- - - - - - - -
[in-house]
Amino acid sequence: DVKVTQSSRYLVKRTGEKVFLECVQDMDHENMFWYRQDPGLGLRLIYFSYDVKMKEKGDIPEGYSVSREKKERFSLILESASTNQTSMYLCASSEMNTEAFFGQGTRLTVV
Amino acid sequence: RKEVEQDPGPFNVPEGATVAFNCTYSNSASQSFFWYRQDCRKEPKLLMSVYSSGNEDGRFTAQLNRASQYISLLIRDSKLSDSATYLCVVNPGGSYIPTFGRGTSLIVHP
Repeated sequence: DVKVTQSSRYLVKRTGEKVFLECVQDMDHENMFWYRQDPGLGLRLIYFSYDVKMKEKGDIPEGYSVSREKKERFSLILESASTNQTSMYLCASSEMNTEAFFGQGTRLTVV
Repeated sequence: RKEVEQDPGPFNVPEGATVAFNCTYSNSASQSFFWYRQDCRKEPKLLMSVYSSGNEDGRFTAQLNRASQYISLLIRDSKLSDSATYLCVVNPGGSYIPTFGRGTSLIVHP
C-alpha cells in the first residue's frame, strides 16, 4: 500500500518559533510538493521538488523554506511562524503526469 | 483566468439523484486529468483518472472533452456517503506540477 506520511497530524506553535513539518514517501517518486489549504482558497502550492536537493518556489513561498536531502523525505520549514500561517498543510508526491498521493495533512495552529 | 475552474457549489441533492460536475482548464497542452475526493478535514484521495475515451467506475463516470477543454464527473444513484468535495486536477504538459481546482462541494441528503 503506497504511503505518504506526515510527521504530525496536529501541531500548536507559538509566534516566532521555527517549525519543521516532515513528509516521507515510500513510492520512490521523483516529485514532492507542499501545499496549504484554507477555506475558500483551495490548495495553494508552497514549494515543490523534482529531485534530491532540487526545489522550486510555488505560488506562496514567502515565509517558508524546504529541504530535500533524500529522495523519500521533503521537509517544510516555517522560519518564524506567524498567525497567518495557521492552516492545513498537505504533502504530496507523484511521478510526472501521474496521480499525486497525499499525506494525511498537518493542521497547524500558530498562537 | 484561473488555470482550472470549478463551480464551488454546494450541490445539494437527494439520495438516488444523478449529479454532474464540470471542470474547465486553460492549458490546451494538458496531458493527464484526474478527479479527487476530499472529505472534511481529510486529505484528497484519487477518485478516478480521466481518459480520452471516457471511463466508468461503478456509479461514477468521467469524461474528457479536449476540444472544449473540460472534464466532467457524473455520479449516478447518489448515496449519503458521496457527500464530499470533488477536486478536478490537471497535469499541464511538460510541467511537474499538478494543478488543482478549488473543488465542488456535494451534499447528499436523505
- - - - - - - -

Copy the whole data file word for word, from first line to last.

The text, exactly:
[in-house]
Amino acid sequence: DVKVTQSSRYLVKRTGEKVFLECVQDMDHENMFWYRQDPGLGLRLIYFSYDVKMKEKGDIPEGYSVSREKKERFSLILESASTNQTSMYLCASSEMNTEAFFGQGTRLTVV
Amino acid sequence: RKEVEQDPGPFNVPEGATVAFNCTYSNSASQSFFWYRQDCRKEPKLLMSVYSSGNEDGRFTAQLNRASQYISLLIRDSKLSDSATYLCVVNPGGSYIPTFGRGTSLIVHP
Repeated sequence: DVKVTQSSRYLVKRTGEKVFLECVQDMDHENMFWYRQDPGLGLRLIYFSYDVKMKEKGDIPEGYSVSREKKERFSLILESASTNQTSMYLCASSEMNTEAFFGQGTRLTVV
Repeated sequence: RKEVEQDPGPFNVPEGATVAFNCTYSNSASQSFFWYRQDCRKEPKLLMSVYSSGNEDGRFTAQLNRASQYISLLIRDSKLSDSATYLCVVNPGGSYIPTFGRGTSLIVHP
C-alpha cells in the first residue's frame, strides 16, 4: 500500500518559533510538493521538488523554506511562524503526469 | 483566468439523484486529468483518472472533452456517503506540477 506520511497530524506553535513539518514517501517518486489549504482558497502550492536537493518556489513561498536531502523525505520549514500561517498543510508526491498521493495533512495552529 | 475552474457549489441533492460536475482548464497542452475526493478535514484521495475515451467506475463516470477543454464527473444513484468535495486536477504538459481546482462541494441528503 503506497504511503505518504506526515510527521504530525496536529501541531500548536507559538509566534516566532521555527517549525519543521516532515513528509516521507515510500513510492520512490521523483516529485514532492507542499501545499496549504484554507477555506475558500483551495490548495495553494508552497514549494515543490523534482529531485534530491532540487526545489522550486510555488505560488506562496514567502515565509517558508524546504529541504530535500533524500529522495523519500521533503521537509517544510516555517522560519518564524506567524498567525497567518495557521492552516492545513498537505504533502504530496507523484511521478510526472501521474496521480499525486497525499499525506494525511498537518493542521497547524500558530498562537 | 484561473488555470482550472470549478463551480464551488454546494450541490445539494437527494439520495438516488444523478449529479454532474464540470471542470474547465486553460492549458490546451494538458496531458493527464484526474478527479479527487476530499472529505472534511481529510486529505484528497484519487477518485478516478480521466481518459480520452471516457471511463466508468461503478456509479461514477468521467469524461474528457479536449476540444472544449473540460472534464466532467457524473455520479449516478447518489448515496449519503458521496457527500464530499470533488477536486478536478490537471497535469499541464511538460510541467511537474499538478494543478488543482478549488473543488465542488456535494451534499447528499436523505